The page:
See Contemporary Art Lay Siege to a French Medieval Fortress in a New Outdoor Sculpture Show

"Rock Strangers" by Arne Quinze is part of the "Small, Medium, Large" show.
(Courtesy of the artist / Photo © Philippe Chancel)

In the northern French town of Vez the grounds of a medieval French fortress have become an open-air art gallery, with 30 sculptures by French and international artists shown in the historic setting. The show has been spearheaded by Francis Briest, head of the auction house Artcurial and president of the Friends of the Donjon of Vez. "Like Henry Moore, we think that sculpture is an art of the outdoors," says Briest, who over the last 15 years, Briest has brought work by Calder, Dubuffet, Miró, and Giacometti to Vez.

Called "Small, Medium, Large," and co-curated by Susanne van Hagen, the show highlights the different sizes of work on view, from Pablo Reinoso's life-sized twisted metal bench, to Joana Vasconcelos's lacy jug rising over the trees, to Bernar Venet's "Lignes Obliques" ("Oblique Lines"), which rival the fortress's towers in height. Several of the pieces were created especially for the site and are well-hidden in landscape architect Pascal Cribier's shrubs and forests. Carsten Höller's "Giant Triple Mushroom" surprises wanderers on a small hiking path, while Robert Combas's "Pot de Jambes" ("Pot of Legs") is partly concealed by plants, with women's legs sticking out above the foliage.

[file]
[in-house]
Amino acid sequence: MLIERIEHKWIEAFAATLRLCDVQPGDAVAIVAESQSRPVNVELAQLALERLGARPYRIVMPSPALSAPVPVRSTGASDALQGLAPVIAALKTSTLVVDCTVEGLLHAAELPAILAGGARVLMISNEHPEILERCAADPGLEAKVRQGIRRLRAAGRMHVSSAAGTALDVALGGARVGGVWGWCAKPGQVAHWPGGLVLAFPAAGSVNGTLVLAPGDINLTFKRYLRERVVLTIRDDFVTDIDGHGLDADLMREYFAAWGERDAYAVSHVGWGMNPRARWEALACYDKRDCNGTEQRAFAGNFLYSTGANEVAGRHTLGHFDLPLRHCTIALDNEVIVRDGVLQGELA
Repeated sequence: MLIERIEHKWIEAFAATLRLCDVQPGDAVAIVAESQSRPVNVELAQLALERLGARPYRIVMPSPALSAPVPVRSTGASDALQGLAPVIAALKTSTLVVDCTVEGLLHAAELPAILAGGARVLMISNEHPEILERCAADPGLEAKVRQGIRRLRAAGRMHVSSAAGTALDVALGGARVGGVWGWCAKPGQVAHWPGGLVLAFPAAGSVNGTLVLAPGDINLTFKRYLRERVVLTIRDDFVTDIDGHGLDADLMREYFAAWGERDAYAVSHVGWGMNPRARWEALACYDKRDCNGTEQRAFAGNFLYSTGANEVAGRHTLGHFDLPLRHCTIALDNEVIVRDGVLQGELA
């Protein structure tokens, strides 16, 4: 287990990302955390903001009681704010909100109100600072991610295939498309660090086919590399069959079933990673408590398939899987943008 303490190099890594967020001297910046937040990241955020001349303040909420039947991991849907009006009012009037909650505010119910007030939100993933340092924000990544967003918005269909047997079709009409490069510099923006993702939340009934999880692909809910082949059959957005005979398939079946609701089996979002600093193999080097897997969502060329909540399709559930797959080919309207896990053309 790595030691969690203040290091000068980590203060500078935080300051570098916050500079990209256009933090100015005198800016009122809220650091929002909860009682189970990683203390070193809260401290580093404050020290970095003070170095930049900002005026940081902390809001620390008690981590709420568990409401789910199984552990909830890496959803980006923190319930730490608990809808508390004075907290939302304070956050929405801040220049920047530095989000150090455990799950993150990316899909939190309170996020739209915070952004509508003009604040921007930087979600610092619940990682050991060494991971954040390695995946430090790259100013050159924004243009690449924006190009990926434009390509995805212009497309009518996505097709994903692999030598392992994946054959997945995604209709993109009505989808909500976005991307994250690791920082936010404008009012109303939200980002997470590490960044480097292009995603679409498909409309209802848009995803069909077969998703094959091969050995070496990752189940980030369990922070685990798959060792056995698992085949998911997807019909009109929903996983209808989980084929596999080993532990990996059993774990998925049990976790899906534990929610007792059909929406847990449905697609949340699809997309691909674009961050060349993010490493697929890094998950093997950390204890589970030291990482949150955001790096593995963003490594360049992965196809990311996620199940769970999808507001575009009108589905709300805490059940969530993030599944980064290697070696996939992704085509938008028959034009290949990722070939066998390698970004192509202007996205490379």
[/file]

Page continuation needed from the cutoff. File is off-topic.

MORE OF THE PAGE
All the sculptures are for sale, and about 10 of them have already been acquired, mostly by private foundations seeking to expand their collection with pieces to show outdoors. The prices range from €5,000 ($6,750) for Tony Matelli's hyperrealist flower pots to half a million euros for Venet's enormous girders. According to Briest, the show's commercial aspect did not influence the choice of works, which "corresponds to today's tastes." "We should have 15 or 17 nationalities represented, and juxtapose their works with architecture and nature," Briest said. "This responds to the work of artists who create pieces that are generally large — or even monumental."

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To see images from the show at the Donjon de Vez, click on the photo gallery at left.

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